Author Topic: Hacking the Rigol MSO5000 series oscilloscopes  (Read 359831 times)

0 Members and 5 Guests are viewing this topic.

Offline rgwan

  • Contributor
  • Posts: 24
  • Country: us
Re: Hacking the Rigol MSO5000 series oscilloscopes
« Reply #575 on: January 08, 2019, 12:18:56 pm »
Rather than incompetence, it could just be laziness, or not enough time. The engineer just does the bare minimum that the manager asks.
The manager finds on the net that you can log in with root/root and hack the scope, he asks the engineer to fix it ASAP. 5 minutes later he tries again to log in, he gets an error message, he is happy. Everyone is happy. Problem solved.

I totally agree with you, but the risk still exists: Considering Rigol is a big customer of Xilinx, they maybe want official support from Xilinx FAE. If they choose to do this, things will be getting worse...
 

Offline TopLoser

  • Supporter
  • ****
  • Posts: 1912
  • Country: fr
Re: Hacking the Rigol MSO5000 series oscilloscopes
« Reply #576 on: January 08, 2019, 12:21:49 pm »
Somebody asked me to post a photo of my 'system information' screen.

Were you a beta tester???   :-DD

I built it from kit form, after it had been totally dismantled and various IC's removed for 'QC' inspection  ;)
« Last Edit: January 08, 2019, 12:29:07 pm by TopLoser »
 

Offline oliv3r

  • Regular Contributor
  • *
  • Posts: 136
  • Country: nl
Re: Hacking the Rigol MSO5000 series oscilloscopes
« Reply #577 on: January 08, 2019, 08:56:47 pm »
Back on page 10 was it? Vtech made an excellent post finding out a lot of the cool chips with Dave's video.

I figured, we need a pic and some more text to go with that. But not any ol'e pic. I took the front and back pictures from Dave's teardown, and overlayed them. Then made the bottom 50% transparant allowing us to see a little bit more what's going on :)



For more information (what the colors mean etc) see https://gitlab.com/riglol/rigolee/wikis/MSO5000-teardown

Edit: Also did the keyboard

For more information see https://gitlab.com/riglol/rigolee/wikis/MSO5000-teardown
« Last Edit: January 08, 2019, 10:07:04 pm by oliv3r »
 
The following users thanked this post: Vtech, klaus11, tcottle, sparkv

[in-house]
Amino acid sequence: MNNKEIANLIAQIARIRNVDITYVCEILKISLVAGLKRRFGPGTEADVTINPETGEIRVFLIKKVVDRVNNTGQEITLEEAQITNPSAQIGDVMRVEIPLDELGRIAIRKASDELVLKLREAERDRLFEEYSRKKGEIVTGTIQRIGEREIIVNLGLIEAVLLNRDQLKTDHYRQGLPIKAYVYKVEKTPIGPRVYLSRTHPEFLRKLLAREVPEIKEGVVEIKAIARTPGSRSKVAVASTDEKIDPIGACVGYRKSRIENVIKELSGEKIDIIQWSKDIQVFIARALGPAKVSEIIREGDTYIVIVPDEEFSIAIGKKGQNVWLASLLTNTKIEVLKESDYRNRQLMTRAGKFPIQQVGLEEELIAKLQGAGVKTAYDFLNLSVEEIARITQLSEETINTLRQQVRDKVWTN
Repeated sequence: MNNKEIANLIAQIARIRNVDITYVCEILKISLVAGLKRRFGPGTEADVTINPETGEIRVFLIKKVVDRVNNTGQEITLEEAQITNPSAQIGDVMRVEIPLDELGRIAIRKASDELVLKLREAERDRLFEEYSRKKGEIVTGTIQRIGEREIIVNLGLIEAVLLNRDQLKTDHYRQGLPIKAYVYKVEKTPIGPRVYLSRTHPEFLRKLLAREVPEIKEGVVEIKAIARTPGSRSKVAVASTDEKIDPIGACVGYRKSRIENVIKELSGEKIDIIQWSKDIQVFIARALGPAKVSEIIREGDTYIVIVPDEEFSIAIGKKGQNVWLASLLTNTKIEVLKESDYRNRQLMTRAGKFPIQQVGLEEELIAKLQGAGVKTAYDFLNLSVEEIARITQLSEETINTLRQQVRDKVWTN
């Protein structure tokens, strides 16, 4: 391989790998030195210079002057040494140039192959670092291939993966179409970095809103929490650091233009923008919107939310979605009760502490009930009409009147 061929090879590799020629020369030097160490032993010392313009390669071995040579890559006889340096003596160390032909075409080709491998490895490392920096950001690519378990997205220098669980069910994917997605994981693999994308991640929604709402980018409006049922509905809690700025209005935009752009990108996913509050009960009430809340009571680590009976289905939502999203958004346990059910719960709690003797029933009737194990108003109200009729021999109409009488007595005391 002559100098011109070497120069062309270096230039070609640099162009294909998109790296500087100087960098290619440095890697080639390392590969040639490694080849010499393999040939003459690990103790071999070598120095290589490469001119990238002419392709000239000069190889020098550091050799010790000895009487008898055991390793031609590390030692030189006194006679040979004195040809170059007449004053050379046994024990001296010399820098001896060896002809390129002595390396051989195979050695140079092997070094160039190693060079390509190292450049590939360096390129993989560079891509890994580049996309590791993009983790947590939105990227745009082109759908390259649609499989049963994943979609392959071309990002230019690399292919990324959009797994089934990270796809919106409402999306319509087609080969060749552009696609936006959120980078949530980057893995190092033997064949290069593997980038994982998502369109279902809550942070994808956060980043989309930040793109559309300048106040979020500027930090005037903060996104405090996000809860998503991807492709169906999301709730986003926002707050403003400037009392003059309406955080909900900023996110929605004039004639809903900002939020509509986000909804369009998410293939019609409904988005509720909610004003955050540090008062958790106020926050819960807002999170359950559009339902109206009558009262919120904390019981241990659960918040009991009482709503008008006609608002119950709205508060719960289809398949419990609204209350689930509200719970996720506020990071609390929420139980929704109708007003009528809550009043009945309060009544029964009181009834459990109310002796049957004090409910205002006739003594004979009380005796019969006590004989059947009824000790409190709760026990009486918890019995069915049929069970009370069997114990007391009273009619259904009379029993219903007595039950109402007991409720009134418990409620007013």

Offline helmy

  • Contributor
  • Posts: 5
  • Country: eg
Re: Hacking the Rigol MSO5000 series oscilloscopes
« Reply #578 on: January 09, 2019, 09:55:05 am »
Did anyone try to make their own (PLA2216) logic probe for cheap, considering it is priced at $400!
 

Offline TopLoser

  • Supporter
  • ****
  • Posts: 1912
  • Country: fr
Re: Hacking the Rigol MSO5000 series oscilloscopes
« Reply #579 on: January 09, 2019, 09:58:19 am »
Did anyone try to make their own (PLA2216) logic probe for cheap, considering it is priced at $400!

https://www.eevblog.com/forum/testgear/rpl1116-active-logic-probe-pod-for-1000z-series-teardown/
 

Offline mikeselectricstuff

  • Super Contributor
  • ***
  • Posts: 12401
  • Country: gb
    • Mike's Electric Stuff
Re: Hacking the Rigol MSO5000 series oscilloscopes
« Reply #580 on: January 09, 2019, 09:58:25 am »
Did anyone try to make their own (PLA2216) logic probe for cheap, considering it is priced at $400!
Should be easy enough as it's just a bunch of ECL comparators.  Probably just a matter of time before they show up on Aliexpress
Youtube channel:Taking wierd stuff apart. Very apart.
Mike's Electric Stuff: High voltage, vintage electronics etc.
Day Job: Mostly LEDs
 

Offline tv84

  • Super Contributor
  • ***
  • Posts: 2011
  • Country: pt
Re: Hacking the Rigol MSO5000 series oscilloscopes
« Reply #581 on: January 09, 2019, 12:35:04 pm »
What does this image show?

(It's a MSO5000 capture, with a 50-ohm termination.)
« Last Edit: January 09, 2019, 02:56:37 pm by tv84 »
 

Offline thomil

  • Newbie
  • Posts: 2
  • Country: at
Re: Hacking the Rigol MSO5000 series oscilloscopes
« Reply #582 on: January 09, 2019, 12:45:04 pm »
What does this image show?

350ps fal time? 1GHz bandwidth?
 

Offline Fungus

  • Super Contributor
  • ***
  • Posts: 11893
  • Country: 00
Re: Hacking the Rigol MSO5000 series oscilloscopes
« Reply #583 on: January 09, 2019, 12:51:54 pm »
What does this image show?

350ps fal time? 1GHz bandwidth?

It's displaying a pulse that's approx. 1ns.
 

Offline johnmx

  • Frequent Contributor
  • **
  • Posts: 277
  • Country: pt
Re: Hacking the Rigol MSO5000 series oscilloscopes
« Reply #584 on: January 09, 2019, 01:23:24 pm »
What does this image show?
What is your signal source?
It would be interesting to see the same response using a 50 Ohm terminator at the scope input.
E.g. something like this may prevent oscillations at higher frequencies:
https://www.picotech.com/accessories/bnc-terminators-leads/50r-terminator-bnc
Best regards,
johnmx
 

Offline Fungus

  • Super Contributor
  • ***
  • Posts: 11893
  • Country: 00
Re: Hacking the Rigol MSO5000 series oscilloscopes
« Reply #585 on: January 09, 2019, 03:42:14 pm »
It's a transistor catching fire?
 

Offline tv84

  • Super Contributor
  • ***
  • Posts: 2011
  • Country: pt
Re: Hacking the Rigol MSO5000 series oscilloscopes